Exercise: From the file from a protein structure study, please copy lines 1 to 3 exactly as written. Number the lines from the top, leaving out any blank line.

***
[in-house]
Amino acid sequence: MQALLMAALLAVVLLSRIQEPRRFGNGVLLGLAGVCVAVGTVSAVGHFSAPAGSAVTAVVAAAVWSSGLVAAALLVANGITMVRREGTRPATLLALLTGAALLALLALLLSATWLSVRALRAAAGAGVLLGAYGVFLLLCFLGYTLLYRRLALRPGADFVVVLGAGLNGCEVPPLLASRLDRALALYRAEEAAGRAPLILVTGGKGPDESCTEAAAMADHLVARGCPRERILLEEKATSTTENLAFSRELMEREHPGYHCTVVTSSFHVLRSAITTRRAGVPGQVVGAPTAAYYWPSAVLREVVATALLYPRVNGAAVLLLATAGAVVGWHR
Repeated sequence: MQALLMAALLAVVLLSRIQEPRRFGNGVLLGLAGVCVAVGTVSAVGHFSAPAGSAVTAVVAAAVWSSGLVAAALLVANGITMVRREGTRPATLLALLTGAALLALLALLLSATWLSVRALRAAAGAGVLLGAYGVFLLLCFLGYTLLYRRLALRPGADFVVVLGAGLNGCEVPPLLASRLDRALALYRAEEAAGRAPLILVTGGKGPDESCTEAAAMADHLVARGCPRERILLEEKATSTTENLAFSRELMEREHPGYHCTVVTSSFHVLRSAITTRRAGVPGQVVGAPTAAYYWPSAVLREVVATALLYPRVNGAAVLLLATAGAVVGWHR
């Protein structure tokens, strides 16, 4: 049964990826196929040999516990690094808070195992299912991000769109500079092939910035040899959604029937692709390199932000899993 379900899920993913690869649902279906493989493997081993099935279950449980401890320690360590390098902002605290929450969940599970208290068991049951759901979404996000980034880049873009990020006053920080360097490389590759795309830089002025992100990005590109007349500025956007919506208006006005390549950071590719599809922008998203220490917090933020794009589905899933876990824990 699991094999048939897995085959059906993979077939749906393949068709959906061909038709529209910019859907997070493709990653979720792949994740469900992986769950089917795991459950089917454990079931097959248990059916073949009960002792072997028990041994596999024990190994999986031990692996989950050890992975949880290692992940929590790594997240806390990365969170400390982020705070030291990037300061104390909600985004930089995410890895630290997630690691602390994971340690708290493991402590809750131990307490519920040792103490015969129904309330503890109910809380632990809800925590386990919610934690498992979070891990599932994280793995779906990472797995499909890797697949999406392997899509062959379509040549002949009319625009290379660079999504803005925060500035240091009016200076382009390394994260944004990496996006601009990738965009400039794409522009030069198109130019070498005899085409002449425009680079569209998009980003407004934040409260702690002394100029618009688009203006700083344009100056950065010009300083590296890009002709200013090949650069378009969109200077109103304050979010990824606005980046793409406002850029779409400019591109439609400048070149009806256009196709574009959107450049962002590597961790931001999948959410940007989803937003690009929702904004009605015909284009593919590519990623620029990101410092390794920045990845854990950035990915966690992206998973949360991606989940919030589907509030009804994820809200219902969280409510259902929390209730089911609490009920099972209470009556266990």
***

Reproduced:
[in-house]
Amino acid sequence: MQALLMAALLAVVLLSRIQEPRRFGNGVLLGLAGVCVAVGTVSAVGHFSAPAGSAVTAVVAAAVWSSGLVAAALLVANGITMVRREGTRPATLLALLTGAALLALLALLLSATWLSVRALRAAAGAGVLLGAYGVFLLLCFLGYTLLYRRLALRPGADFVVVLGAGLNGCEVPPLLASRLDRALALYRAEEAAGRAPLILVTGGKGPDESCTEAAAMADHLVARGCPRERILLEEKATSTTENLAFSRELMEREHPGYHCTVVTSSFHVLRSAITTRRAGVPGQVVGAPTAAYYWPSAVLREVVATALLYPRVNGAAVLLLATAGAVVGWHR
Repeated sequence: MQALLMAALLAVVLLSRIQEPRRFGNGVLLGLAGVCVAVGTVSAVGHFSAPAGSAVTAVVAAAVWSSGLVAAALLVANGITMVRREGTRPATLLALLTGAALLALLALLLSATWLSVRALRAAAGAGVLLGAYGVFLLLCFLGYTLLYRRLALRPGADFVVVLGAGLNGCEVPPLLASRLDRALALYRAEEAAGRAPLILVTGGKGPDESCTEAAAMADHLVARGCPRERILLEEKATSTTENLAFSRELMEREHPGYHCTVVTSSFHVLRSAITTRRAGVPGQVVGAPTAAYYWPSAVLREVVATALLYPRVNGAAVLLLATAGAVVGWHR